The motive of this gorgeous loom beaded bracelet with roses is inspired from a french evening purse, 1825. Pink and white roses on light grey background. Wight: 45 mm (aprox.1,77 inch) Length: will be made to order. Just provide your wrist size at the checkout. This beadweaving bracelet has
Jewelry is a broad term that describes any ornament on the body. It contains toe rings for tiaras and everything in between. Jewelry has been used in every culture through history and in many different ways. While in our culture today jewelry serves mostly an aesthetic purpose, jewelry can also serve other functions. Jewelery is used to represent social or official rank, age, marital status and family business. In addition, jewelry acts as an emblem of religious, social and political affiliation. In fact, one of the very first uses of jewelry was to show religious affiliation. The following are the most important cultures that began to use religious jewelry and the common symbols and uses of their jewelry.
Egyptian religious jewelry
Religious jewelry in ancient Egypt was very symbolic. Some common symbols in Egyptian Egyptian religious jewelry include scarab (beetle), lotus, snake, falcon and eye. Scarab is a symbol of happiness and resurrection while "Eye of the Horus" represents healing. A common symbol of the time called "Ankh" is intended to represent eternal life. Religious jewelry was extravagant, consisting of gold and semi-precious stones and lasted by both men and women. When Roman times emerged, Egyptian religious jewelry was made of cheaper materials and more Christian symbols were used. When Islam came to Egypt, men were forbidden to wear gold jewelry. At this time, silver jewelry became more popular in religious jewelry in Egypt. Religious jewelry is still widely used in Egypt, but does not have the same extravagance as the ancient Egyptian religious jewelry.
Roman Christianity and Religious Jewelry
Art and architecture flourished when St. Constantine Christians the Roman Empire. At this time, several popular symbols were created that are still used in Christian art and jewelry. These symbols include the cross, the rosary and the charm of the Christian fish. The cross is a symbol of God's love and a reminder of Christ's suffering. Rosary beads are prayer beads that began in the Roman Christian world but are now used mainly by the Catholic Church (officially accepted by the Catholic Church during rosary approbation in 1520). Rosary beads are also used in Islam and Buddhist faith. The charm of the Christian fish came when early Christians would make an acronym with the Greek word for fish, "ichthys", Jesus Christos Theou Yios Soter (Jesus Christ, Son of God, Savior). This symbol attracted less attention to the persecuted Christians. The Christian charm is still very popular today.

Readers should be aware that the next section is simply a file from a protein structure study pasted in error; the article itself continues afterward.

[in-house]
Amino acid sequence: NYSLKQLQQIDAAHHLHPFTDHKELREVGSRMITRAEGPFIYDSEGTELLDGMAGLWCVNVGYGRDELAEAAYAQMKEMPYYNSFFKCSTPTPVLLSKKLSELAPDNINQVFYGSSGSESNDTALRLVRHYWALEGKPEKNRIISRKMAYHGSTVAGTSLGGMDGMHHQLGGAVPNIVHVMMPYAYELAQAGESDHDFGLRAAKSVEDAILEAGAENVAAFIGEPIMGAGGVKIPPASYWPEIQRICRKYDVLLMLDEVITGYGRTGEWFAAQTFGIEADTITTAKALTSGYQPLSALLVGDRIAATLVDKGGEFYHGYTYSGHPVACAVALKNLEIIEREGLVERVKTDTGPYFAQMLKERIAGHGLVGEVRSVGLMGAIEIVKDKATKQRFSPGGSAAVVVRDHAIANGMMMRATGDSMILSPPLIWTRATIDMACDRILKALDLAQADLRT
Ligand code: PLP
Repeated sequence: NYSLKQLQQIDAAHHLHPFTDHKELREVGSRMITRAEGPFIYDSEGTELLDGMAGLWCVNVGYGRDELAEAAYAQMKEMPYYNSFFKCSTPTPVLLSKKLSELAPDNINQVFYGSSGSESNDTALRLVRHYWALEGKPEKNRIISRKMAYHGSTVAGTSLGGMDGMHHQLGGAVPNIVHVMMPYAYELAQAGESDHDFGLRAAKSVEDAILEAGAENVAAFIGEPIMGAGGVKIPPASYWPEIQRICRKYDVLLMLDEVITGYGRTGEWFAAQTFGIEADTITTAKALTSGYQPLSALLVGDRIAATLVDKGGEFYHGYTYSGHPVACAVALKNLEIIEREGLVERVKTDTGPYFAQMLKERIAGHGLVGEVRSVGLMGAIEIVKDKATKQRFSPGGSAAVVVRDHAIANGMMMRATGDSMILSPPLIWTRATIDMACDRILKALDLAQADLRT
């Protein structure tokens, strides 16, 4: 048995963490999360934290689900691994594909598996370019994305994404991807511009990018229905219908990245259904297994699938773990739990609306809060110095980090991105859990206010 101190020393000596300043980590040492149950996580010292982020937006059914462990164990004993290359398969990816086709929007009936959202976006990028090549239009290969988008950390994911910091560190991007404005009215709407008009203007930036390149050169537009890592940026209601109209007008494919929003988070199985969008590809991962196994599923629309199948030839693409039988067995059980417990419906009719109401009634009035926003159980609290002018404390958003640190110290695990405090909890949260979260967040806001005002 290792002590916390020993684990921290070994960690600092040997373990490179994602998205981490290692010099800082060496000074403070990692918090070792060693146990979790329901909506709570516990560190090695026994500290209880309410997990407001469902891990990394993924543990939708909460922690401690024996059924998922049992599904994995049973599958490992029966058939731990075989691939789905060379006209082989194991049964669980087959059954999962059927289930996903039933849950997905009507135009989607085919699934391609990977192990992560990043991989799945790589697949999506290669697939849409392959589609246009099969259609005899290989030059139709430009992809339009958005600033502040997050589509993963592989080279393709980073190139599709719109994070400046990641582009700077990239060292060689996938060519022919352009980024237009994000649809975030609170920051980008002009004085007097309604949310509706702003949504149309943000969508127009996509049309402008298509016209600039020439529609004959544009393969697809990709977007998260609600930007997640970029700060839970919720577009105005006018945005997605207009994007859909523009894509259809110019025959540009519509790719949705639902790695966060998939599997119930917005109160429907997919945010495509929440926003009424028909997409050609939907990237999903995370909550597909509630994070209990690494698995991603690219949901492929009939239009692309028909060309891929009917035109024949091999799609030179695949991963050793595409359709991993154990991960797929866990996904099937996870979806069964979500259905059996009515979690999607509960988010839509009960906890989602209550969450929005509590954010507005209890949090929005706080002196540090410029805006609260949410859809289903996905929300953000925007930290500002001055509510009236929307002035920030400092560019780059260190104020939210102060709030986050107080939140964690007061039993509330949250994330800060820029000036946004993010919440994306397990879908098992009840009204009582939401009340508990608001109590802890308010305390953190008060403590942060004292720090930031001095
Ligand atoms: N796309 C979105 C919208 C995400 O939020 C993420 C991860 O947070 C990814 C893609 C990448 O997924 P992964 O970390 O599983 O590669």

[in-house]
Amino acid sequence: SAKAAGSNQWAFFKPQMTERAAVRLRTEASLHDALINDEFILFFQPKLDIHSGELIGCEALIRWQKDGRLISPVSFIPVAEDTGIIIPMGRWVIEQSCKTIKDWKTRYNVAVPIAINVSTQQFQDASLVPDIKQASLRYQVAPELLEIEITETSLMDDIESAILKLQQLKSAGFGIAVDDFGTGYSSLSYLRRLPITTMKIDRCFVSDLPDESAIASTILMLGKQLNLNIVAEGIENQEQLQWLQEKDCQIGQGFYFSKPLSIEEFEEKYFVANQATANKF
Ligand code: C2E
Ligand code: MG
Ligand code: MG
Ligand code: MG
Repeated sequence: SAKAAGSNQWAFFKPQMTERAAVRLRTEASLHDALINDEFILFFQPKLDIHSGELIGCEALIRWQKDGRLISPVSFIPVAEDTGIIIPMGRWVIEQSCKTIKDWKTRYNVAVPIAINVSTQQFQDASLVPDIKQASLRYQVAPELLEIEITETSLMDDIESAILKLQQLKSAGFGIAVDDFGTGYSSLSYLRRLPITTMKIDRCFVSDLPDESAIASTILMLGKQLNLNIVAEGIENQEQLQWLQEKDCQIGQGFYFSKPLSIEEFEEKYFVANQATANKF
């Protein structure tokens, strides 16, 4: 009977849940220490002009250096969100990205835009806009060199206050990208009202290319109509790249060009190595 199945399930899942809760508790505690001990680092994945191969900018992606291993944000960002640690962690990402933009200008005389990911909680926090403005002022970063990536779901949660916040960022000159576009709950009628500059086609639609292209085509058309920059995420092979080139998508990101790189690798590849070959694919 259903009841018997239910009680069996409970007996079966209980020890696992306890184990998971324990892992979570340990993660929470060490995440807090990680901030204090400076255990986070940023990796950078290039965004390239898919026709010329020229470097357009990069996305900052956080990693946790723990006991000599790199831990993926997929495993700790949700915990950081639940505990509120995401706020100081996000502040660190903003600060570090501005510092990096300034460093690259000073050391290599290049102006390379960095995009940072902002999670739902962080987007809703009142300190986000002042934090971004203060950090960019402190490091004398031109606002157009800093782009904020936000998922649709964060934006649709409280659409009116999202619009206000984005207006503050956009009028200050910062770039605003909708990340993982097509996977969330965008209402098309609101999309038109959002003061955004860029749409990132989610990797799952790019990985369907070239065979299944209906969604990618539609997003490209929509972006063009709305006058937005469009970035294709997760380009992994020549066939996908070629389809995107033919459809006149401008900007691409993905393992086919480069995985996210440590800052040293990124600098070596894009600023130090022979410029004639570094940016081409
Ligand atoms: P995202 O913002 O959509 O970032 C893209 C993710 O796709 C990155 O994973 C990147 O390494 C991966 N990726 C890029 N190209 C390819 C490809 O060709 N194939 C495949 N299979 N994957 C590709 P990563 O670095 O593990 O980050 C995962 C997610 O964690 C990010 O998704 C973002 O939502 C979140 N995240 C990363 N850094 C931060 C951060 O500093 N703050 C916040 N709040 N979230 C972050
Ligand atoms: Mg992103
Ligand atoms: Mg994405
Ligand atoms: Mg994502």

Native American jewelry
Native American religious jewelry was a symbol of nature, played a role in religious ceremonies and represented status. Natural materials are used in their jewelry including feathers along with minerals such as turquoise and metals such as silver. These natural materials were a reminder of the earth around them. During healing ceremonies and harvesting rituals, the people would take care of wearing specific types of religious jewelry that were the right color, made of the right material and representing the right symbol for that event. Jewelry worn by a person is representative of the various stages of life that an individual has entered. In several tribes, young people are initiated into adulthood as they receive the spiritual totem consisting of shells, pearls or symbols of nature. Native American religious jewelry was also given to women after the first menstrual period and to newlyweds. Religious jewelry has played an important role in Native American culture.
Because our culture today uses jewelry for decorative purposes, we often forget the roots of jewelry and how, for some cultures, it can have a deeper spiritual meaning. To recognize the importance of these religious jewelry in other cultures allowing us to see the greater symbolic uses that jewelry can be used for.